3) if (1) and (2) are true, the indexing of the rows of the matrices I use to solve the system of equations does not need to involve the dictionary vertexIndex as I am using a loop and I already have the index of the vertex.

All these details of the code + the details of the math make me stay for hours to solve a small bit of the assignment.

1. plav says:

correcting:
3) if (1) and (2) are true, as I am using a loop (let vertex of positions) the dict vertexIndex is necessary to convert the key of positions (which is a vertex) to its index. The resulting indexing system is exactly the same as the indexing for row and cols of the matrices we are creating (Mass, Laplacian, etc.).

1. plav says:

I am stuck here….geometry.positions is an array, but takes a vertex as an index? I checked the class vertex, it has an internal attribute index, but it is only returned as a string representation of the object….

2. rohansawhney says:

1) Yes, all of this is true. The framework has the ability to use different indexing when mapping mesh vertices, edges, faces etc to positions in a matrix, but right now it defaults to a single simple scheme. The reason for this is that none of the current projects in the codebase require any fancy indexing, but that doesn’t mean that the codebase shouldn’t have this ability for future projects!

2) Yes, geometry.positions is a dictionary that maps objects instantiated from the Vertex class to its position (a Vector object) in 3D.

3) Sure, but in general its not good idea to write code that “fights the system” or ignores its abstractions. For example, since vertexIndex is a visible property of the mean curvature flow class, you can’t be certain that its not used elsewhere (like in the rendering code).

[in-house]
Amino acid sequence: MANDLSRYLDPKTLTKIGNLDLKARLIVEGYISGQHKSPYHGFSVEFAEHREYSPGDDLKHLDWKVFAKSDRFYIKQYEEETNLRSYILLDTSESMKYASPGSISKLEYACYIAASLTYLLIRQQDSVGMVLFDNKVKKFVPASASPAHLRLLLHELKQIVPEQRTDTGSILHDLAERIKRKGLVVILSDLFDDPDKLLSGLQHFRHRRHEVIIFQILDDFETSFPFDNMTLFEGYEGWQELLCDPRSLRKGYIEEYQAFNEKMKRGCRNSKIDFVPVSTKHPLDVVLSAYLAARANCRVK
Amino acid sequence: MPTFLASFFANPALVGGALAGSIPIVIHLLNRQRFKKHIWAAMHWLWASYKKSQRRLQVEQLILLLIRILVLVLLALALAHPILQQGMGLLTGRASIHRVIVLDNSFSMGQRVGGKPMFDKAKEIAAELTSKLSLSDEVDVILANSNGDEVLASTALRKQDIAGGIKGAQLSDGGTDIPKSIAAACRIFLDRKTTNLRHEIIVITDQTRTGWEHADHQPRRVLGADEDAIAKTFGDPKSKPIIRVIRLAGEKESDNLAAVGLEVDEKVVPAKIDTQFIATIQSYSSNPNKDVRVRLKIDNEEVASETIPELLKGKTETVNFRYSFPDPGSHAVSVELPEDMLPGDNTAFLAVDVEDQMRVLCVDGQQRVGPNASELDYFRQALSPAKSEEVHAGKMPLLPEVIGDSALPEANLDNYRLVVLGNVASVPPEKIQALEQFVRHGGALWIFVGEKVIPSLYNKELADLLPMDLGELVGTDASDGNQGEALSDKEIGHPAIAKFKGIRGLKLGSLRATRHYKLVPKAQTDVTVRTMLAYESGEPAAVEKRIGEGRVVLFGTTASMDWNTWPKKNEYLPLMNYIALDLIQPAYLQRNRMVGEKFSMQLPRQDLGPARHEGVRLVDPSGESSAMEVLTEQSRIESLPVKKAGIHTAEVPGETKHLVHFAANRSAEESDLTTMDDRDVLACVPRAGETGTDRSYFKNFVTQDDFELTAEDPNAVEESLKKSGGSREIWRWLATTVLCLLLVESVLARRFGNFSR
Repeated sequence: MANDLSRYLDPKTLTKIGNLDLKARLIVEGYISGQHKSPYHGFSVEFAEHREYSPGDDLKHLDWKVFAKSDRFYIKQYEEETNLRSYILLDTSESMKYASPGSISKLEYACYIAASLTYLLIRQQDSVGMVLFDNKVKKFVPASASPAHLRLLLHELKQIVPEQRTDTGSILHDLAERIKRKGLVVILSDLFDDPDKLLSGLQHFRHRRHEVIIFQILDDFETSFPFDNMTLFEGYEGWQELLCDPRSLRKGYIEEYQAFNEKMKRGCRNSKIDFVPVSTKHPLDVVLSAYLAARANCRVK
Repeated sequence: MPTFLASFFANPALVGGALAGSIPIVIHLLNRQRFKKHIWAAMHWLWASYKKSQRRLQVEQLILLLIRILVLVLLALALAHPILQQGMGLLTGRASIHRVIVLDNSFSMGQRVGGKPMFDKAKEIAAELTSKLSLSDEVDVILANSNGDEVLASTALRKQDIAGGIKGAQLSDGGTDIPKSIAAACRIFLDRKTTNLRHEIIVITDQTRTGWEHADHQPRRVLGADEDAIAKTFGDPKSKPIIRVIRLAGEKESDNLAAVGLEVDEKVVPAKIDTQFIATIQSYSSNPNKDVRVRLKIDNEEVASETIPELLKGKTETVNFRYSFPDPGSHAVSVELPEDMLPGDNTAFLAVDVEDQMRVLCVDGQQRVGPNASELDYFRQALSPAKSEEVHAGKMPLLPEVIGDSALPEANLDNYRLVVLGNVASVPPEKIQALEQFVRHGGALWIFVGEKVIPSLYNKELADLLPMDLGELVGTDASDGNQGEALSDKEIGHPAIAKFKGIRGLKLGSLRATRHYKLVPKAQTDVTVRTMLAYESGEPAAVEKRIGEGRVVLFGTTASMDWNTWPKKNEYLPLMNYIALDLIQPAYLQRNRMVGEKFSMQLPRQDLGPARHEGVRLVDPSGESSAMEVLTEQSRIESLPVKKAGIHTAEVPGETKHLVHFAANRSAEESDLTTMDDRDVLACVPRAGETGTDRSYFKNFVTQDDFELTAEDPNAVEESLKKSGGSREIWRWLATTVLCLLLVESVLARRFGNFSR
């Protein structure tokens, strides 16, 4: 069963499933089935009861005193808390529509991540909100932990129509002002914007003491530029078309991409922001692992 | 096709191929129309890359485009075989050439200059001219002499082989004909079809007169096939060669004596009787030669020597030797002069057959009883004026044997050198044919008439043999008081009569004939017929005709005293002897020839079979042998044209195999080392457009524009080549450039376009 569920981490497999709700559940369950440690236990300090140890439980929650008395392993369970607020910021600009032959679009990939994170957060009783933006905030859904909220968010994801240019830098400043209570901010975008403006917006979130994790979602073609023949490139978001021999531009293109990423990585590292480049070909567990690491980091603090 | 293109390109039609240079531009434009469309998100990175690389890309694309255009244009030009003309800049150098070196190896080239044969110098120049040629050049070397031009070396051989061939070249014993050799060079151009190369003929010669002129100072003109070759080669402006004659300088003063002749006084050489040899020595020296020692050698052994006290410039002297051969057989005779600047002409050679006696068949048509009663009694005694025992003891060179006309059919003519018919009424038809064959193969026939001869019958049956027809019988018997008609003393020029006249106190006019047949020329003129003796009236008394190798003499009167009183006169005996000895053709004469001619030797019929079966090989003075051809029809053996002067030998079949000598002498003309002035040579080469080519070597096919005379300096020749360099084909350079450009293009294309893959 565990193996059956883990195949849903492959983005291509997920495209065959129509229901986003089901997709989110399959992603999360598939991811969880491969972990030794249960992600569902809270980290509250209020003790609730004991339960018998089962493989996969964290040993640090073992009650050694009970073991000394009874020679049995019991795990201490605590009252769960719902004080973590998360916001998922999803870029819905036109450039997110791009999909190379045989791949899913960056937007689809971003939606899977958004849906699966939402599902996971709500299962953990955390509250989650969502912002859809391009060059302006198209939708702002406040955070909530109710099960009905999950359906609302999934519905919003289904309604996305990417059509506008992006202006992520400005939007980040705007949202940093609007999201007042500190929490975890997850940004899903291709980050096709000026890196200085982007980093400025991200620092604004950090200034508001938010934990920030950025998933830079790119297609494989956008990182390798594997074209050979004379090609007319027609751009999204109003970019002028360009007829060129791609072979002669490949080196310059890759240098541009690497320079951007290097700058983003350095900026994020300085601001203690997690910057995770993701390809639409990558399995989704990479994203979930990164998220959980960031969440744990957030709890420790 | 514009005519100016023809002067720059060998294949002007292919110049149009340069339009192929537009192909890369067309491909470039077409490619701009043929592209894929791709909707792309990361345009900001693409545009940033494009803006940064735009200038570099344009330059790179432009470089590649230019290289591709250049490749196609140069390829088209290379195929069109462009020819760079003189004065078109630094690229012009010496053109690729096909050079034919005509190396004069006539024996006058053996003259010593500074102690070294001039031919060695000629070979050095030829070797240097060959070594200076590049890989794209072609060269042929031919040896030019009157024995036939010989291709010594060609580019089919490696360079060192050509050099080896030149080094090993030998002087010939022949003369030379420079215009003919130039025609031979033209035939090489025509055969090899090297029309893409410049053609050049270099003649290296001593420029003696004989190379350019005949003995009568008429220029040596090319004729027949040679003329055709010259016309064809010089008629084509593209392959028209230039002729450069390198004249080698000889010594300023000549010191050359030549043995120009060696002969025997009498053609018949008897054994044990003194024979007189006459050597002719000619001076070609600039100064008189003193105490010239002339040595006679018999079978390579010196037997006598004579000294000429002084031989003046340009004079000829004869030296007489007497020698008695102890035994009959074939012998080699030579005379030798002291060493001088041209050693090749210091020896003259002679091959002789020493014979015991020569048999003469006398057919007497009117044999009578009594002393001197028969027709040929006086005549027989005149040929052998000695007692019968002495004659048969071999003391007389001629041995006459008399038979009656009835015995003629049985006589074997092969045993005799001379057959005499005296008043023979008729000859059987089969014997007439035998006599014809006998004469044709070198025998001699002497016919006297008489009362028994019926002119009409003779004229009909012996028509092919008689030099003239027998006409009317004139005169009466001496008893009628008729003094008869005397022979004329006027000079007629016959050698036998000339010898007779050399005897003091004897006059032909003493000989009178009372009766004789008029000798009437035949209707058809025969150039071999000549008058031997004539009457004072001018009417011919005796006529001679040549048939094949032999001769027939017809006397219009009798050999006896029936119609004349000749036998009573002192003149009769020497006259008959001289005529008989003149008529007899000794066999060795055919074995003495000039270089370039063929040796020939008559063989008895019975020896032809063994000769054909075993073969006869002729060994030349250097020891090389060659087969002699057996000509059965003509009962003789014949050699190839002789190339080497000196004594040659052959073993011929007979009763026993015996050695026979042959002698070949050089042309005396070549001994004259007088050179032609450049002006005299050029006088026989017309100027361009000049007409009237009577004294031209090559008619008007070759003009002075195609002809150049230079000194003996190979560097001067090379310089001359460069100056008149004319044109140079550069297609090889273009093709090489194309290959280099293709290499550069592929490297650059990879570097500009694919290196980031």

8. apoorva says:

So ‘removing the constant component’ would mean ‘ensuring that the entries of the vector add up to 0’ in the discrete case, right? I’m trying to apply this transformation to M * rho.

1. pmichel1 says:

There is a more principled way of removing the constant component at the beginning of the lecture notes on the laplacian

1. apoorva says:

Are you referring to the expression $$\left(\int\limits_{M}\rho~dV\right)/|M|$$? That’s what I’m doing in the discrete case to compute M*rhoBar (my M*rhobar is a vector all of whose entries are [sum of the entries of M*rho divided by the total area]). I’m not sure if I got this right conceptually, because it doesn’t seem to work…

2. apoorva says:

When I do this, my solution is very close to the reference solution, but it’s not within the 1e-6 bound. Should I try harder to get it closer?

1. rohansawhney says:

A few people are having this problem. Make sure you are adding the positive 1e-8 shift only to the diagonal terms of the Laplace matrix.

1. apoorva says:

Yes, I’m only adding it to the diagonal. I’m not sure why there’s disagreement with the tests (the picture of the bunny looks okay when I add densities to it).
Here’s what I’m doing –
I compute M*rho, and I subtract it from a vector of size numVertices each of whose entries is sum(M*rho)/numVertices. Then I use this resultant vector as the right-hand side when I call this.A.chol().solvePositiveDefinite(…).

1. rohansawhney says:

You’re almost there – look at the smooth expression for rhobar you posted in the comments above and compare it with your discrete calculation, do they agree? What is $|M|$ in the smooth expression?

9. intrepidowl says:

1. For the mean curvature flow, what are the implications for the matrix in the writeup being opposite positive/negative semidefinite? Does that mean we need to multiply all the Laplacians we use by -1 because we reversed sign when constructing the laplaceMatrix?

2. For the mean curvature flow, does the normalize() call in the function matter? I haven’t gotten different results from moving it around.